Read more on www.nlm.nih.gov
Lifestyle and home remedies
Diarrhea caused by viral infections typically ends on its own without antibiotics. Over-the-counter (OTC) anti-diarrheal medications may slow diarrhea, but they won't speed your recovery. Certain infections bacterial and parasitic may be made worse by OTC medications because they prevent your body from getting rid of what's causing the diarrhea. Also, these drugs aren't always safe for children. Check with your doctor before giving these medications to a child.

Read more on www.mayoclinic.com
Medical advice
Call your doctor if:You have blood or pus in your stools; Your stools are black; You have abdominal pain that is not relieved by a bowel movement; You have symptoms of dehydration such as light-headedness when sitting or standing up; You have a fever above 101°F, or your child has a fever above 100.4°F, along with diarrhea; You have foul-smelling or oily-looking stools; You have recently traveled to a foreign country; You have eaten with other people who also have diarrhea; You have started on a new medication; Your diarrhea does not get better in 5 days (2 days for an infant or child), or worsens before that; Your or your child has been vomiting for more than 12 hours (in a newborn under 3 months you should call as soon as vomiting or diarrhea begins)

Read more on www.nlm.nih.gov
Preparing for your appointment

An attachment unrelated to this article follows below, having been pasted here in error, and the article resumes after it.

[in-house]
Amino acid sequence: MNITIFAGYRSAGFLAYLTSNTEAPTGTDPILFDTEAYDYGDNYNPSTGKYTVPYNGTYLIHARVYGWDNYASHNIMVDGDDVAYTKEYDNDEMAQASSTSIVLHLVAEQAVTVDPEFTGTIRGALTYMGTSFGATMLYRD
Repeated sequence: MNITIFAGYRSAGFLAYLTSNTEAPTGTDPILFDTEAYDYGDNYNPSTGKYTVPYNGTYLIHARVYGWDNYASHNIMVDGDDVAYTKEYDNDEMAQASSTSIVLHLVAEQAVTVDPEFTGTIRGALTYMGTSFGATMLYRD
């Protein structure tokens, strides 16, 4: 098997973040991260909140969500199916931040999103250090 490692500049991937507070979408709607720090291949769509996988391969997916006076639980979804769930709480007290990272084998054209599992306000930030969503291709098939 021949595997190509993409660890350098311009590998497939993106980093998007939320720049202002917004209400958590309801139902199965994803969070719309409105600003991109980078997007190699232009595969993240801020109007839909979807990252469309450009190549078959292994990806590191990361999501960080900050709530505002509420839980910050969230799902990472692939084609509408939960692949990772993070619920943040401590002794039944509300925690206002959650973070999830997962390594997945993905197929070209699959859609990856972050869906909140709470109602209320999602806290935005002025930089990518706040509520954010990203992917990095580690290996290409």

If you have diarrhea, you're likely to start by first seeing your family doctor or a general practitioner. However, in some cases when you call for an appointment, you may be referred immediately to a digestive or gastrointestinal specialist.

Read more on www.mayoclinic.com
You can help prevent the spread of viral diarrhea by washing your hands and encouraging your children to wash their hands. Because viral diarrhea spreads easily, it's a good idea to keep your children home from school or child care if they have diarrhea.

Read more on www.mayoclinic.com
Signs and symptoms associated with diarrhea may include: Frequent, loose, watery stools; Abdominal cramps; Abdominal pain; Fever; Blood in the stool; Bloating

Read more on www.mayoclinic.com
Tests and diagnosis
If you have diarrhea that requires medical attention, your doctor will ask about your symptoms and will want to determine if you're dehydrated. Tell your doctor about any medications you're taking, including over-the-counter medications they may have caused the diarrhea.

Read more on www.mayoclinic.com
Treatments and drugs
Most cases of diarrhea clear on their own within a couple of days without treatment.

Read more on www.mayoclinic.com
What to Expect at Your Office Visit
Diarrhea in adults is usually mild and goes away quickly without complications. In infants and children (especially under age 3), diarrhea can cause dangerous dehydration fairly quickly.

Read more on www.nlm.nih.gov